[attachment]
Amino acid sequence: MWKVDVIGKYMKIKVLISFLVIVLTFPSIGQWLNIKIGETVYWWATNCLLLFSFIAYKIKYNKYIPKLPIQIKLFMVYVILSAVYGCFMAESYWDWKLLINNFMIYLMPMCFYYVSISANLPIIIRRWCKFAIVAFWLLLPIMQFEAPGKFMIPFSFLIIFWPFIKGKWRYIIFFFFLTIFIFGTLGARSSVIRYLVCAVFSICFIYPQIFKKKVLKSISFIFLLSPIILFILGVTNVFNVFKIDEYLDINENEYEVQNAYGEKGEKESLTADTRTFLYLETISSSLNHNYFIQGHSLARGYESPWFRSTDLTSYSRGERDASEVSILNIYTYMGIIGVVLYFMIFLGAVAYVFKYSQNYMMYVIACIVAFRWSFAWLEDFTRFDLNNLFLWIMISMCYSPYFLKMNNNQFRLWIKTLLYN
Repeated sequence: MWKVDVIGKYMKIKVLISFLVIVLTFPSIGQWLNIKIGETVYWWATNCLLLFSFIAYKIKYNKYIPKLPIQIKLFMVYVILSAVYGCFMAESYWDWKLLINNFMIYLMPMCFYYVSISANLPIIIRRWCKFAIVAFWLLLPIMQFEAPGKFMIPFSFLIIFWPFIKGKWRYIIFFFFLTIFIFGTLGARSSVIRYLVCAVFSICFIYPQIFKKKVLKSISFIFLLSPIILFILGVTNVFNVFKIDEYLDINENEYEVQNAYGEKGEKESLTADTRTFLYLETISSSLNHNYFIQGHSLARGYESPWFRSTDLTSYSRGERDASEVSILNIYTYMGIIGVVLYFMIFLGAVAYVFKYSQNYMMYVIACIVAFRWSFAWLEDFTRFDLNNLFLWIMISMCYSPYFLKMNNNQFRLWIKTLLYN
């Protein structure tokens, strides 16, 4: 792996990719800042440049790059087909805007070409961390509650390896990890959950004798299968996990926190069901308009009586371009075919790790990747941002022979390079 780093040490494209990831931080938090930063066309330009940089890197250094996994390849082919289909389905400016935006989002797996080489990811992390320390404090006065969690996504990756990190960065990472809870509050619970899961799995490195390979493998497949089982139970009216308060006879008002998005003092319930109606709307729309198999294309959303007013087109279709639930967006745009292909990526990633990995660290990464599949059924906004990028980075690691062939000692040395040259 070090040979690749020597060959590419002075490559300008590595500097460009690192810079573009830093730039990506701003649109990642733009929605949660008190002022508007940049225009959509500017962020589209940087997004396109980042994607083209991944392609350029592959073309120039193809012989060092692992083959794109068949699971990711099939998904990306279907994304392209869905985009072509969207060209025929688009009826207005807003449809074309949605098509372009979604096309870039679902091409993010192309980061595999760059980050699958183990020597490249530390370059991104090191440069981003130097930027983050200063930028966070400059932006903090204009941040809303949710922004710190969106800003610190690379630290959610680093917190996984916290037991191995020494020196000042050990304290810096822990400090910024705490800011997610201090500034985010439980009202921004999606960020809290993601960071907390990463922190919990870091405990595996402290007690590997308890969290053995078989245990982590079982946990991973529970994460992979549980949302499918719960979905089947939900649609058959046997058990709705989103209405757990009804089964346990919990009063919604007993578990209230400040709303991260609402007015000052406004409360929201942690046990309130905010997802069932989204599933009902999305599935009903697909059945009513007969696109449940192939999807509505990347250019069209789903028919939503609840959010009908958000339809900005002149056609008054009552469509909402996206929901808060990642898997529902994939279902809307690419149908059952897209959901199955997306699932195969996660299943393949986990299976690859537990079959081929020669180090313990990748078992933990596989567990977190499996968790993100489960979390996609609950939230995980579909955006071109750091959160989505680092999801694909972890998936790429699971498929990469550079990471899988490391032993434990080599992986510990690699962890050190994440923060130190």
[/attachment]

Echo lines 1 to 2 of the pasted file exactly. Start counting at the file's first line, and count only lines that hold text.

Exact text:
Amino acid sequence: MWKVDVIGKYMKIKVLISFLVIVLTFPSIGQWLNIKIGETVYWWATNCLLLFSFIAYKIKYNKYIPKLPIQIKLFMVYVILSAVYGCFMAESYWDWKLLINNFMIYLMPMCFYYVSISANLPIIIRRWCKFAIVAFWLLLPIMQFEAPGKFMIPFSFLIIFWPFIKGKWRYIIFFFFLTIFIFGTLGARSSVIRYLVCAVFSICFIYPQIFKKKVLKSISFIFLLSPIILFILGVTNVFNVFKIDEYLDINENEYEVQNAYGEKGEKESLTADTRTFLYLETISSSLNHNYFIQGHSLARGYESPWFRSTDLTSYSRGERDASEVSILNIYTYMGIIGVVLYFMIFLGAVAYVFKYSQNYMMYVIACIVAFRWSFAWLEDFTRFDLNNLFLWIMISMCYSPYFLKMNNNQFRLWIKTLLYN
Repeated sequence: MWKVDVIGKYMKIKVLISFLVIVLTFPSIGQWLNIKIGETVYWWATNCLLLFSFIAYKIKYNKYIPKLPIQIKLFMVYVILSAVYGCFMAESYWDWKLLINNFMIYLMPMCFYYVSISANLPIIIRRWCKFAIVAFWLLLPIMQFEAPGKFMIPFSFLIIFWPFIKGKWRYIIFFFFLTIFIFGTLGARSSVIRYLVCAVFSICFIYPQIFKKKVLKSISFIFLLSPIILFILGVTNVFNVFKIDEYLDINENEYEVQNAYGEKGEKESLTADTRTFLYLETISSSLNHNYFIQGHSLARGYESPWFRSTDLTSYSRGERDASEVSILNIYTYMGIIGVVLYFMIFLGAVAYVFKYSQNYMMYVIACIVAFRWSFAWLEDFTRFDLNNLFLWIMISMCYSPYFLKMNNNQFRLWIKTLLYN